The first images of the newly reimagined Peacock series Queer As Folk are a cheeky callback. Anyone who watched the American/Canadian version of Russell T. Davies’ now iconic series (yes, this 2022 take is a reboot of a remake) is likely to remember the writhing go-go dancers at Babylon that graced the show’s opening credits sequence. It was neon. It was sweaty. It was quintessential gay ’90s. Only here, those images are housed within a screen and the camera soon pans away. You may think you know what you’re getting, this bait-and-switch tells us, but you have no idea. For soon, what’s in front of us is a pair of gay men having very steamy sex (again, a lovely call back to the Showtime show, which gave plenty of us delicious sex scenes to stream in what was then a nascent video platform called YouTube). And so, just as we’re yanked into 2022 (“punish my white ass,” one half of the fucking couple exclaims), we are quickly alerted that this is a decidedly contemporary take on Queer As Folk—which, when it hits, is a glittering accomplishment.
One may be tempted to try to map the original QAF characters onto the ones we’re introduced to in this New Orleans-set series. And you can, sort of, for the most part. There is a Brian and a Justin and a Lindsay and a Melanie, but Stephen Dunn (Closet Monster), who developed this newest iteration, worked hard to not merely replicate what was there before (namely, a show about how queer friendships and communities survive and thrive) but to capture its essence and refract it into something that feels familiar but thrillingly new.
At the center of QAF (2022) is Brodie (Devin Way), the kind of beautiful gay man who moves through the world with a swagger that’s allowed him to get away with everything and anything he’s ever wanted. His grin is devilish and you often see others unable to refuse him—including his ex Noah (Hacks’ Johnny Sibilly) and his BFF Ruthie (Jesse James Keitel). It’s his arrival back in NOLA which kickstarts our story. Brodie has left med school and is eager to rebuild his life back with his friends, his ex, and the life he’d left behind. Sure, Noah has been moving on without Brodie just fine, and Ruthie has her hands now full with a very-pregnant girlfriend (Candace Grace’s Shar), and even his brother Julian (Special’s Ryan O’Connell) seems to have found a way to grow into himself while Brodie was away. It’s no surprise to find him connecting with the alluring Mingus (Fin Argus) who, as it turns out, is decidedly younger than they’d care to admit (read: Ruthie is their high school teacher).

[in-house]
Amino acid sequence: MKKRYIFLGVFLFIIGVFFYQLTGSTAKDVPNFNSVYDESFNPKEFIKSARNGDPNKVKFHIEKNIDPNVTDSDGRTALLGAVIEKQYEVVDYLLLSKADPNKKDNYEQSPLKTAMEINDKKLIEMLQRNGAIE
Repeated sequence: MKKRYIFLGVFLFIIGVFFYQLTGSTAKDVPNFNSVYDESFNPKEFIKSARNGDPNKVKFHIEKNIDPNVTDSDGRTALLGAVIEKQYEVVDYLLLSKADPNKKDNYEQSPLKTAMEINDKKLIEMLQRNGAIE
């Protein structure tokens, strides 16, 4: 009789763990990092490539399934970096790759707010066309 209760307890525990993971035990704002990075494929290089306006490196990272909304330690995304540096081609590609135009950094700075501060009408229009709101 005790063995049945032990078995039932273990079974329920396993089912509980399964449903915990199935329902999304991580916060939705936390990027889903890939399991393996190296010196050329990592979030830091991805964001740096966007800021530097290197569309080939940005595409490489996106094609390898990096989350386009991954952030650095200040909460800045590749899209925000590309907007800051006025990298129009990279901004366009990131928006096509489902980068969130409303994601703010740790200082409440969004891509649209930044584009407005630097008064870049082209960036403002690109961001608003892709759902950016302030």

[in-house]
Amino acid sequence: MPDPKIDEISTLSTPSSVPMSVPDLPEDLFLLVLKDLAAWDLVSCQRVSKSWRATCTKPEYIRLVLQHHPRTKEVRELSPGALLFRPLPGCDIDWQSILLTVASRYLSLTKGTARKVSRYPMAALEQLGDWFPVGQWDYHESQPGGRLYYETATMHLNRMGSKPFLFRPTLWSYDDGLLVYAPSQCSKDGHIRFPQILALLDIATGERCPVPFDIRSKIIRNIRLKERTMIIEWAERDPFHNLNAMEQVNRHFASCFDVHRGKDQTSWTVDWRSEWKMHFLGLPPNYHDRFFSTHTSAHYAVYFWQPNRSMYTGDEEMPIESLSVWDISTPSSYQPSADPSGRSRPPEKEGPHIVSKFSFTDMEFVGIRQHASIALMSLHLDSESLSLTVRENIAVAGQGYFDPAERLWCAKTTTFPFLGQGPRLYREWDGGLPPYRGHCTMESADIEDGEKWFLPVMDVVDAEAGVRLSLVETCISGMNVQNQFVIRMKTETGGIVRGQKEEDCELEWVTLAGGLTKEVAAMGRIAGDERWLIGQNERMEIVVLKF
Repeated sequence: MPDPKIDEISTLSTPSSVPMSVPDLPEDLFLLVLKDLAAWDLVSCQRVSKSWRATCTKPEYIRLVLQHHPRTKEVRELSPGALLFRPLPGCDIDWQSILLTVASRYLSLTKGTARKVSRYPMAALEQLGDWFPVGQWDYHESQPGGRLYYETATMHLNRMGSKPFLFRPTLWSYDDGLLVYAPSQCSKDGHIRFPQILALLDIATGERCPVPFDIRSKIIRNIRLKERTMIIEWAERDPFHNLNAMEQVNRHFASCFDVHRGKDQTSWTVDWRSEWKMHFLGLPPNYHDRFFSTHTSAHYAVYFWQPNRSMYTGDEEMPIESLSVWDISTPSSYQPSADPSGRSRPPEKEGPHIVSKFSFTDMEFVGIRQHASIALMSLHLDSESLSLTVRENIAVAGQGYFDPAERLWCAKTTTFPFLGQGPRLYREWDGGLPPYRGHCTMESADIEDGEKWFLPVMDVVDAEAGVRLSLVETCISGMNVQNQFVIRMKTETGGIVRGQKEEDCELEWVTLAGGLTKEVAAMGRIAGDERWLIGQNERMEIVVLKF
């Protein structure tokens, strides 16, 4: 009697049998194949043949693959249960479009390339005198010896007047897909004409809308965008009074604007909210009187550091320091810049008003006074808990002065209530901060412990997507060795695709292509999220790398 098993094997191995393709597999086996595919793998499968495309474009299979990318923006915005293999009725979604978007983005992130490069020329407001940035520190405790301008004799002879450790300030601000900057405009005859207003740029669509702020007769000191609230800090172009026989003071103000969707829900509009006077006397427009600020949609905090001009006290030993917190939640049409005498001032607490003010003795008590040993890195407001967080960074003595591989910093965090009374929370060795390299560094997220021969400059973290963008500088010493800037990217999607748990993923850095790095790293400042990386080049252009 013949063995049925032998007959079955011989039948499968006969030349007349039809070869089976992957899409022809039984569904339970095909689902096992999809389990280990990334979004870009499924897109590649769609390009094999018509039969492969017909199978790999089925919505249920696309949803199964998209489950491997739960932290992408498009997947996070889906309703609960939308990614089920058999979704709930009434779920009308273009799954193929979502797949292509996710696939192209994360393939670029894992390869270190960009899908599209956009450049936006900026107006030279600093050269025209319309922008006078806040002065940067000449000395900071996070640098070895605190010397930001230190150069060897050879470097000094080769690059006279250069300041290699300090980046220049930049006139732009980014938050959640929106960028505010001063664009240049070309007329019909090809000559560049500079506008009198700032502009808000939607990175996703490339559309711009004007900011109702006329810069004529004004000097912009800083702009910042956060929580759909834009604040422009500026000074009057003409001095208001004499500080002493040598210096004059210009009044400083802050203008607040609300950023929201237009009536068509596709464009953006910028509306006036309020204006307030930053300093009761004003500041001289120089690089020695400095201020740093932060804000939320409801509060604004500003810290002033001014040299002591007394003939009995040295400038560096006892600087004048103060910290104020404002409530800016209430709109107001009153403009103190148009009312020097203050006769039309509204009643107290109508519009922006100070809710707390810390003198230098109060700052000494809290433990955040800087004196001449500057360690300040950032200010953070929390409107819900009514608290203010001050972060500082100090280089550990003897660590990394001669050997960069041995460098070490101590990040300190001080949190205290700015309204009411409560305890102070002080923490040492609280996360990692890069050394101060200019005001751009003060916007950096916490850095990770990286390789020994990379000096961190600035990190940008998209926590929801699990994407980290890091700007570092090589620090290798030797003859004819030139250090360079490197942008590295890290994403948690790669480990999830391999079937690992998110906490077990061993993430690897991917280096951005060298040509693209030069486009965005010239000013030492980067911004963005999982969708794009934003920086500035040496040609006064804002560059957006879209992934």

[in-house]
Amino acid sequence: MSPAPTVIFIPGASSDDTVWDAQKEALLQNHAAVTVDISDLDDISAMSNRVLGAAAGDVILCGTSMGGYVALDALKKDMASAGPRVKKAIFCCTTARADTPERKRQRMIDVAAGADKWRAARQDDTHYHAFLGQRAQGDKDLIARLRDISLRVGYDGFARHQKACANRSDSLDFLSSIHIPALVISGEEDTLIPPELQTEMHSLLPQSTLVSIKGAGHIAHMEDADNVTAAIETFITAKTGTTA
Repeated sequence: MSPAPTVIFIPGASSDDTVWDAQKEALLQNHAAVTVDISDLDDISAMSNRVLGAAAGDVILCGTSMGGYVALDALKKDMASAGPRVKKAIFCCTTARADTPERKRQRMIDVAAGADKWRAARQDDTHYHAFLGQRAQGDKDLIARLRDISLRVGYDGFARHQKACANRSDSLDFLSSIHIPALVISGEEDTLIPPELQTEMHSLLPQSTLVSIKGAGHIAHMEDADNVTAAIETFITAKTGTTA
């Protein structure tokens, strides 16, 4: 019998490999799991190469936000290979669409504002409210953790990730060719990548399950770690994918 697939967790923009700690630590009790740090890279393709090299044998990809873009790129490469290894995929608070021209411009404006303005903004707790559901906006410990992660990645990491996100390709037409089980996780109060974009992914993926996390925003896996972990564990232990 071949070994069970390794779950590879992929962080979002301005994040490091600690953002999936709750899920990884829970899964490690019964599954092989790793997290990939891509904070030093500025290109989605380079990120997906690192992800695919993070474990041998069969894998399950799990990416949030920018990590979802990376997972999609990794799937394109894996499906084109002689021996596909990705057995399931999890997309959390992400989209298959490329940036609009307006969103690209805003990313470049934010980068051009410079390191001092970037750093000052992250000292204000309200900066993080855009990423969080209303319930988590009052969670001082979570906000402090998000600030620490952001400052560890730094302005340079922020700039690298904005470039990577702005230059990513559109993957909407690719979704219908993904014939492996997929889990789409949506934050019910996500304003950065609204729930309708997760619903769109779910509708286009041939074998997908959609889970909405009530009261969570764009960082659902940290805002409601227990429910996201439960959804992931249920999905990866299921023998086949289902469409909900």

As the pilot introduces us to all of these interlocking relationships, Dunn and his creative team offer us a vibrant portrait of an ebullient local queer community. Then the unimaginable occurs. As the ensuing episodes track the fallout (watch out for the expert skewering of banal trauma-driven activism), Queer As Folk emerges as a welcome intervention into how to tell authentic queer stories in the 21st century. Namely: How do you unfold narratives that deal with trauma but don’t become solely about trauma?
Somehow, Queer As Folk finds ever more delicious and delirious ways of offering prickly story beats and character arcs that refuse to flatten or homogenize the LGBTQ+ community. Frank conversations about “crip sex,” sexual desirability post-transition, and the importance of gay nightlife spaces stand alongside gorgeous moments of drag artistry, rollicking sex parties, and dour rallies. Dunn and his very talented group of performers give us the highs and the lows, the high drama and the lowly camp, the tea and the shade, and everything in between. (Also, the casting of Juliette Lewis as Mingus’ mom and Kim Cattrall as Brodie and Julian’s mother alone is worth the price of admission). If some lines fall flat here and there, and some plot turns show their narrative cogs a tad too nakedly, all is excused for the joyous attempt to probe queer stories for all they are worth.